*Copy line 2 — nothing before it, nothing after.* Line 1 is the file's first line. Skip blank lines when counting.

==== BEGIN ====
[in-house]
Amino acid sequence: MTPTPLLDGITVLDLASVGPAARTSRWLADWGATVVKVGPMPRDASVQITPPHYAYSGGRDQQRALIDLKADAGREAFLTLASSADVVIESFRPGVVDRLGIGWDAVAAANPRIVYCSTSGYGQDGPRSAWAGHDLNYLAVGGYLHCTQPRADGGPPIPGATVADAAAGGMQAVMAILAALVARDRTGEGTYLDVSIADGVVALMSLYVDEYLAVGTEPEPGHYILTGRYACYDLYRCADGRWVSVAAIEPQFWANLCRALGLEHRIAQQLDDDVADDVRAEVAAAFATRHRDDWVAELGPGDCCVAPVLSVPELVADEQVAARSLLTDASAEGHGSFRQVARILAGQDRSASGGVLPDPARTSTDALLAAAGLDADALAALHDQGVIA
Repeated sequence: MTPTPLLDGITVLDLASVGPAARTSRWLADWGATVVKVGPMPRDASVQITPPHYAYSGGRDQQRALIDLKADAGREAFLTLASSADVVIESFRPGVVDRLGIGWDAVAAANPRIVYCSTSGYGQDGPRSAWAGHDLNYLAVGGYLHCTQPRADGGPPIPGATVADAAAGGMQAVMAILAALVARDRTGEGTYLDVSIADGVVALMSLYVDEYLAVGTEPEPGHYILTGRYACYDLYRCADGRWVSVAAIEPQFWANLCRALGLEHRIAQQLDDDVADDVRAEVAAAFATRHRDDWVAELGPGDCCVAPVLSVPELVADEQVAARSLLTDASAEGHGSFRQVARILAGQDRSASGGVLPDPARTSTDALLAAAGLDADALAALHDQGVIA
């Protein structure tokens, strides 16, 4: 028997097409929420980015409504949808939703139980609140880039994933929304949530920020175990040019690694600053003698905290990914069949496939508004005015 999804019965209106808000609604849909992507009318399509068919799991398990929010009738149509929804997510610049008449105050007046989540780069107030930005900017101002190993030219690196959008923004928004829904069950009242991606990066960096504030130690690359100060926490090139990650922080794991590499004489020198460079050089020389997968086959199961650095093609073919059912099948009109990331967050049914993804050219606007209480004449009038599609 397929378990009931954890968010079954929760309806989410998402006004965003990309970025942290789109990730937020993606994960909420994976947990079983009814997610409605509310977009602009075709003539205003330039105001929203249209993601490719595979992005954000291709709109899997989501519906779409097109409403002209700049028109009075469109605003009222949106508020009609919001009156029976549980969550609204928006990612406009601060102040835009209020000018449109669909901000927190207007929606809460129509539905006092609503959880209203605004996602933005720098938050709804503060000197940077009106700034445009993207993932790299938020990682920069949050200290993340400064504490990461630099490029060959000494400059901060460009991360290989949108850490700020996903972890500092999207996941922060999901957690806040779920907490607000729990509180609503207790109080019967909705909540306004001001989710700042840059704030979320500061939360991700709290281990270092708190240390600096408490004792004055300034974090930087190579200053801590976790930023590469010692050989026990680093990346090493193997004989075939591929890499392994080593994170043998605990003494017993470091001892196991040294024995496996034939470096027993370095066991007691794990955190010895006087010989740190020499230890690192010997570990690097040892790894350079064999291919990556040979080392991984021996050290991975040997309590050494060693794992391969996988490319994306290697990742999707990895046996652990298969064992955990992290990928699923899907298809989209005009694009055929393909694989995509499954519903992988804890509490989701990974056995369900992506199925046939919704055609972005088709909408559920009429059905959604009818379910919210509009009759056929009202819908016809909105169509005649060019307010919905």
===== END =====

Amino acid sequence: MTPTPLLDGITVLDLASVGPAARTSRWLADWGATVVKVGPMPRDASVQITPPHYAYSGGRDQQRALIDLKADAGREAFLTLASSADVVIESFRPGVVDRLGIGWDAVAAANPRIVYCSTSGYGQDGPRSAWAGHDLNYLAVGGYLHCTQPRADGGPPIPGATVADAAAGGMQAVMAILAALVARDRTGEGTYLDVSIADGVVALMSLYVDEYLAVGTEPEPGHYILTGRYACYDLYRCADGRWVSVAAIEPQFWANLCRALGLEHRIAQQLDDDVADDVRAEVAAAFATRHRDDWVAELGPGDCCVAPVLSVPELVADEQVAARSLLTDASAEGHGSFRQVARILAGQDRSASGGVLPDPARTSTDALLAAAGLDADALAALHDQGVIA